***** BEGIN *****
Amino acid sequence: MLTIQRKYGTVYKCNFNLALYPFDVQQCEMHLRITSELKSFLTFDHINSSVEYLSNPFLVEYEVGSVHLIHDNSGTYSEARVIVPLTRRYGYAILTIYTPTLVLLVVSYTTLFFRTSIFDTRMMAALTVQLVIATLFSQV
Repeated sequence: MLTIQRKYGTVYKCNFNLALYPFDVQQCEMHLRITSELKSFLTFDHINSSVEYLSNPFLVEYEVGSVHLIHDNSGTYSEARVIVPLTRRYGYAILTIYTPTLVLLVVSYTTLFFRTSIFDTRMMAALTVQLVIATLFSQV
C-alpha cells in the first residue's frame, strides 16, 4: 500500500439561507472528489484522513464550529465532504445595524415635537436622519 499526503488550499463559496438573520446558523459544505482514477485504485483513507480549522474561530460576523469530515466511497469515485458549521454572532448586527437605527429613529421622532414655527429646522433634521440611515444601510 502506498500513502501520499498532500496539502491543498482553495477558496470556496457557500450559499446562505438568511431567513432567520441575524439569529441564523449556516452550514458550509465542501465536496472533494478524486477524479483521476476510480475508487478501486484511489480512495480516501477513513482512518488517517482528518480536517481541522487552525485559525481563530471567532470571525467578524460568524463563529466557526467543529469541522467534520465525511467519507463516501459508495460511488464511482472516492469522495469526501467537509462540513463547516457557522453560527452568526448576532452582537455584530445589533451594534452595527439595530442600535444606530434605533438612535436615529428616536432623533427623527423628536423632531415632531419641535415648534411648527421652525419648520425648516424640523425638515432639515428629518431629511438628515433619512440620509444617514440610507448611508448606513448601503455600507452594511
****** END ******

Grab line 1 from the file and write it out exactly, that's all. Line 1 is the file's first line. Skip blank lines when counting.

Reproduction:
Amino acid sequence: MLTIQRKYGTVYKCNFNLALYPFDVQQCEMHLRITSELKSFLTFDHINSSVEYLSNPFLVEYEVGSVHLIHDNSGTYSEARVIVPLTRRYGYAILTIYTPTLVLLVVSYTTLFFRTSIFDTRMMAALTVQLVIATLFSQV